How to Add a User to the Sudoers File in Mac OS X
Advanced users may need to add a user account to the sudoers file, which allows that user to run certain commands with root privileges. To greatly simplify what that means, these newly privileged user accounts will then be able to execute commands without getting permission denied errors or having to prefix a terminal command with sudo. This may be helpful (or necessary) for some complex situations, but it poses a security risk for others, thus this is not something that should be casually changed. Generally speaking, most users are better off using an admin account, using sudo on a per command basis, or enabling the root user. Nonetheless, directly modifying sudoers has plenty of usage situations for advanced individuals with in-depth knowledge of the command line, and it is for those more complex situations that we’ll focus on adjusting the sudoers file as described here.
The sudoers file is located at /etc/sudoers but, unlike /etc/hosts and many other system configuration files, you do not want to point a general text editor at the file to modify it. Instead, you’ll want to use a specific command called ‘visudo’, which confirms proper syntax before saving the document.
Important: Adjusting sudoers is not intended for most OS X users. Only advanced users who have a compelling reason to do so should ever modify the sudoers file. If you don’t know what you’re doing and why you’re doing it, do not edit the sudoers file, and do not add any users to the sudoers file. It may pose a security risk, or you may break something.
Add a User to Sudoers in Mac OS X
Adding users to the sudoers requires the usage of vi, which can be fairly confusing if you’re not accustomed to it. For the unfamiliar, we’ll outline the exact key command sequences to edit, insert, and save the file in vi, follow the instructions carefully.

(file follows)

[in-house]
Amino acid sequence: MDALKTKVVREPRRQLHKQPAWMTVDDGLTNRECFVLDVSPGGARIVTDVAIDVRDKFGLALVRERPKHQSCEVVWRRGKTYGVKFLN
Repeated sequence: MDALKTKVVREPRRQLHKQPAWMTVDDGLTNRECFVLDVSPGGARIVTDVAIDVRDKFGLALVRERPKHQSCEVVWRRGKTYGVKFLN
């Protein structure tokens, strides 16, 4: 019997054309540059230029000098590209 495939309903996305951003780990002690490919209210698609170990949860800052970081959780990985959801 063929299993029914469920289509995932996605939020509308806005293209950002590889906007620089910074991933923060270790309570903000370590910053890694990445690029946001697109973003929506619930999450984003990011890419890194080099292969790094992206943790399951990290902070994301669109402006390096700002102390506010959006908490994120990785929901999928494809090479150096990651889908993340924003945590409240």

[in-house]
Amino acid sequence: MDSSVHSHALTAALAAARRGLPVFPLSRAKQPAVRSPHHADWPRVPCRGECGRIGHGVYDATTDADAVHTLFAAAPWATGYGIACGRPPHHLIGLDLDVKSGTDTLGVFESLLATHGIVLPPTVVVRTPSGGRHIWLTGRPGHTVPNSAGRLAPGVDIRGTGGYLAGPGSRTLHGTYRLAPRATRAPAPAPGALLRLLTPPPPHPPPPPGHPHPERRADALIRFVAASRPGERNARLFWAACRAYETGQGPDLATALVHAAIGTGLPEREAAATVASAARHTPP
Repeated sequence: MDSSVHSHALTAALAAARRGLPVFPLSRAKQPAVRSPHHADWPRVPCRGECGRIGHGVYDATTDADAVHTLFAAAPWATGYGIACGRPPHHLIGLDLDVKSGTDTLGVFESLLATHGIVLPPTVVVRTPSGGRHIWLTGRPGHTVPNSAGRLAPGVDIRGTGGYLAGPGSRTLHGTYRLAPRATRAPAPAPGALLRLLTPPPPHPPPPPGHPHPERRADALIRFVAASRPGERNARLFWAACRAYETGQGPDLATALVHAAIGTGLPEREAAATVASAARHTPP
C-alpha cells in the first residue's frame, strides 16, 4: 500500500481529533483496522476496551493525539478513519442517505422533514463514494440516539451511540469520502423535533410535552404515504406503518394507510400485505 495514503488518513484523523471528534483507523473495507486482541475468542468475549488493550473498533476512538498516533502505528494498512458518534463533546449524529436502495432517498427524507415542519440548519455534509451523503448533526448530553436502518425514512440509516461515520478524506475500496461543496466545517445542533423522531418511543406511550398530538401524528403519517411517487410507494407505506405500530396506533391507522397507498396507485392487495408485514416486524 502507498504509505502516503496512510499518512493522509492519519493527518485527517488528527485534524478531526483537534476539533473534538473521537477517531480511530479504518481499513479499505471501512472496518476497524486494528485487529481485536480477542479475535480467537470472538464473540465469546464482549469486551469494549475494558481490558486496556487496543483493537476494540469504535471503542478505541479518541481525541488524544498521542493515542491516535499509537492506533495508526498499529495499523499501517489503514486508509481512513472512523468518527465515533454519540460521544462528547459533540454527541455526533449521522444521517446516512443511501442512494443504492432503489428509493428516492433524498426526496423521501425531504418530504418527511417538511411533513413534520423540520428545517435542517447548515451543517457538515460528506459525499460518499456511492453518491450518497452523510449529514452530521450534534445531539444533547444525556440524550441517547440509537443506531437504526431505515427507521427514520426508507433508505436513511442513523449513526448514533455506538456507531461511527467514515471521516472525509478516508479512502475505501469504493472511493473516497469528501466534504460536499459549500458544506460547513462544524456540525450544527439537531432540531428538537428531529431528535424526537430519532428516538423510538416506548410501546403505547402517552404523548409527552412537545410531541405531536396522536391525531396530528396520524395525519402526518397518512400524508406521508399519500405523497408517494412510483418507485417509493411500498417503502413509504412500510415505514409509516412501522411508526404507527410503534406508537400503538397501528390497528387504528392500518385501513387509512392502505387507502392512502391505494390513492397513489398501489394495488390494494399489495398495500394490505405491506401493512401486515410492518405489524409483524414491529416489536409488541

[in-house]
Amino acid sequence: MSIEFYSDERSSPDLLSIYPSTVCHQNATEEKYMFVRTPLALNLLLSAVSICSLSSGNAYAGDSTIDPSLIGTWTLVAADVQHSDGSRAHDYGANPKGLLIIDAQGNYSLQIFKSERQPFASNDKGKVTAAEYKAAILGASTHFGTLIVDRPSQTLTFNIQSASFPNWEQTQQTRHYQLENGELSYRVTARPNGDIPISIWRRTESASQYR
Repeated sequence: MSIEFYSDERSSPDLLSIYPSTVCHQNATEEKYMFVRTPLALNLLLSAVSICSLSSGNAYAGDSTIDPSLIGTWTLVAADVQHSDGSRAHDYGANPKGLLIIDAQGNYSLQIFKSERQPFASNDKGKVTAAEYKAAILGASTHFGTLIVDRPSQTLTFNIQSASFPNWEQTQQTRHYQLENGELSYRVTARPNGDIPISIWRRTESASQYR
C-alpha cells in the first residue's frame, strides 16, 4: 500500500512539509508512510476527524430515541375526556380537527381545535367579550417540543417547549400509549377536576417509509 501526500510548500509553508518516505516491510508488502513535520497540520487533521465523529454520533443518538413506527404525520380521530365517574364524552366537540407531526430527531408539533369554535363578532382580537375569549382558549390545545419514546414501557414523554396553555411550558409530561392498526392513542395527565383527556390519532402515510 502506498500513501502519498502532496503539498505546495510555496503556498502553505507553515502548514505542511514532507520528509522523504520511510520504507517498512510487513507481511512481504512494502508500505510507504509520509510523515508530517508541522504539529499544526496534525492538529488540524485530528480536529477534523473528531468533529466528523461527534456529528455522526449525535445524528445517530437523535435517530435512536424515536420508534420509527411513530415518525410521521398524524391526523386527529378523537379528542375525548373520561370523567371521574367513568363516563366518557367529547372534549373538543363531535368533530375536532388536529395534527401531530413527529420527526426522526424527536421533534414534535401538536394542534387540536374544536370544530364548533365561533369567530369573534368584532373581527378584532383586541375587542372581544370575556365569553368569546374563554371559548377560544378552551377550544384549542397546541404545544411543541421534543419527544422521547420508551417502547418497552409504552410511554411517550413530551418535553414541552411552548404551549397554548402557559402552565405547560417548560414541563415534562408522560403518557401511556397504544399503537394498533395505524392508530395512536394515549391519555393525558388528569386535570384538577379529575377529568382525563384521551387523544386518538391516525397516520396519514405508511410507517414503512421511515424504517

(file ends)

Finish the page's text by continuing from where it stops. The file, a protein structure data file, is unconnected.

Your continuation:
- Launch Terminal and type the following command:
- Use the arrow keys to navigate down to the “#User privilege specification” section, it should look like this:
- Put the cursor on the next empty line below the %admin entry and then press the “A” key to insert text, then type the following on a new line, replacing ‘username’ with the users short name of the account you wish to grant privilege to (hit tab between username and ALL):
- Now hit the “ESC” (escape) key to stop editing the file
- Hit the : key (colon) and then type “wq” followed by the Return key to save changes and exit vi
# User privilege specification
root ALL=(ALL) ALL
%admin ALL=(ALL) ALL
username ALL=(ALL) ALL
This is roughly what it should look like, the example screen shot shows username ‘osxdaily’ added:
You should be good to go, you can cat the sudoers file to be certain the file was modified:
Use cat with grep to find the username quickly if you don’t want to scan through the entire file:
cat /etc/sudoers | grep username
Now that ‘username’ has been added to the sudoers file you should be good to go.
Resolving a “/etc/sudoers busy, try again later” error
If you’re trying to modify sudoers and get an ‘visudo: /etc/sudoers busy, try again later’ error, that usually means the file is already opened, either by another user, or by accident, or by improperly closing visudo. If you’re on a multi-user machine be sure to check with other users before doing anything further, but generally this shouldn’t happen often on a single user machine. It’s important to differentiate the two because if you screw up the sudoers file you can be in for a world of frustration, problems, and eventual restoring of the OS (or sudoers file) from backups, of which resolving is beyond the scope of this article.
On single user Macs, that “sudoers busy” error may happen after quitting out of Terminal app without exiting vi, or if the Terminal or OS X crashed, or if the file is currently open in another session. The solution for the latter described single-use machine cases is fairly simple, and you can resolve the error by removing the sudoers temporary file which serves as a lock:
sudo rm /etc/sudoers.tmp
You’ll only want to do that if you’re certain another user (or yourself) is not actively modifying the file, either locally or remotely. Since adjusting sudoers is fairly advanced in general, we’re assuming you know what you’re doing here, but if you can’t track down what or why sudoers is open, you can try using dtrace or opensnoop to monitor the file usage.